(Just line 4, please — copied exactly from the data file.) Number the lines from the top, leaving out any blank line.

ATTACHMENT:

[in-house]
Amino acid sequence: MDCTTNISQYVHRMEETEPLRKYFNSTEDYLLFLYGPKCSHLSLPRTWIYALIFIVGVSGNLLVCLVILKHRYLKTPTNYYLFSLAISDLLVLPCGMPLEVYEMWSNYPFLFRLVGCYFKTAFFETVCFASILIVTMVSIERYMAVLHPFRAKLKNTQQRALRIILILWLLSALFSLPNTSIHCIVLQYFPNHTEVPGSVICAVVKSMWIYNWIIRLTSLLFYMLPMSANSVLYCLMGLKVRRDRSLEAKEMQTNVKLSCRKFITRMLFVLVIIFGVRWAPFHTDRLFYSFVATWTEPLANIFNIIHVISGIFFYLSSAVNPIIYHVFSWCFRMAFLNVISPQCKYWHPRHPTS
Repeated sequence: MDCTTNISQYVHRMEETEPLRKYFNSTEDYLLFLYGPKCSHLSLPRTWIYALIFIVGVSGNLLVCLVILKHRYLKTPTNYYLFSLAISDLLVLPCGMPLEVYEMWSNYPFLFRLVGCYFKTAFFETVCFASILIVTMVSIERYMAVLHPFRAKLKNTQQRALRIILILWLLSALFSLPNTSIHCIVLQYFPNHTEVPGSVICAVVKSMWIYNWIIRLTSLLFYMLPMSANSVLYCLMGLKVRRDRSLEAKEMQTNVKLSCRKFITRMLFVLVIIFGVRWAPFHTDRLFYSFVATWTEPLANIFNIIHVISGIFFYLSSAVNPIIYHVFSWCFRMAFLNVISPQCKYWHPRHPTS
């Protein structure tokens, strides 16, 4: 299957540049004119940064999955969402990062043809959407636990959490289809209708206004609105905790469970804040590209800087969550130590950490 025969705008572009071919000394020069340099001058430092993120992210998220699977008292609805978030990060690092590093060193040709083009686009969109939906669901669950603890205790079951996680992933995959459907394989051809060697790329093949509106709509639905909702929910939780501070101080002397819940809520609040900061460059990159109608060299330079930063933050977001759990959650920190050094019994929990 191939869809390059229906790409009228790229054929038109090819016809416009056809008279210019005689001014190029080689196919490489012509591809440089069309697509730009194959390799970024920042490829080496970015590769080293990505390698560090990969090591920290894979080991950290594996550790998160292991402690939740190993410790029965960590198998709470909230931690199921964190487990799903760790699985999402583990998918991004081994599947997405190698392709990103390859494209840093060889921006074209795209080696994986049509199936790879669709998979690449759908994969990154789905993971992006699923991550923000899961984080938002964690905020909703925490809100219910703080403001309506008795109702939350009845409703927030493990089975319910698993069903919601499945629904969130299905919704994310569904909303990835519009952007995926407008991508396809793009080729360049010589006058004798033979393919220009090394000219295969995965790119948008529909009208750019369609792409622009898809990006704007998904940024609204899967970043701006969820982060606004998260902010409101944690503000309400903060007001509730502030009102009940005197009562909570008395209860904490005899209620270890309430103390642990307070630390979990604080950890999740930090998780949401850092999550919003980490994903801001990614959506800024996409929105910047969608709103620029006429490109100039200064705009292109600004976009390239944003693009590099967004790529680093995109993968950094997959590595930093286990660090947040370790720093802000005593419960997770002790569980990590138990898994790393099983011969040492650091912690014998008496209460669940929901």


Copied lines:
């Protein structure tokens, strides 16, 4: 299957540049004119940064999955969402990062043809959407636990959490289809209708206004609105905790469970804040590209800087969550130590950490 025969705008572009071919000394020069340099001058430092993120992210998220699977008292609805978030990060690092590093060193040709083009686009969109939906669901669950603890205790079951996680992933995959459907394989051809060697790329093949509106709509639905909702929910939780501070101080002397819940809520609040900061460059990159109608060299330079930063933050977001759990959650920190050094019994929990 191939869809390059229906790409009228790229054929038109090819016809416009056809008279210019005689001014190029080689196919490489012509591809440089069309697509730009194959390799970024920042490829080496970015590769080293990505390698560090990969090591920290894979080991950290594996550790998160292991402690939740190993410790029965960590198998709470909230931690199921964190487990799903760790699985999402583990998918991004081994599947997405190698392709990103390859494209840093060889921006074209795209080696994986049509199936790879669709998979690449759908994969990154789905993971992006699923991550923000899961984080938002964690905020909703925490809100219910703080403001309506008795109702939350009845409703927030493990089975319910698993069903919601499945629904969130299905919704994310569904909303990835519009952007995926407008991508396809793009080729360049010589006058004798033979393919220009090394000219295969995965790119948008529909009208750019369609792409622009898809990006704007998904940024609204899967970043701006969820982060606004998260902010409101944690503000309400903060007001509730502030009102009940005197009562909570008395209860904490005899209620270890309430103390642990307070630390979990604080950890999740930090998780949401850092999550919003980490994903801001990614959506800024996409929105910047969608709103620029006429490109100039200064705009292109600004976009390239944003693009590099967004790529680093995109993968950094997959590595930093286990660090947040370790720093802000005593419960997770002790569980990590138990898994790393099983011969040492650091912690014998008496209460669940929901």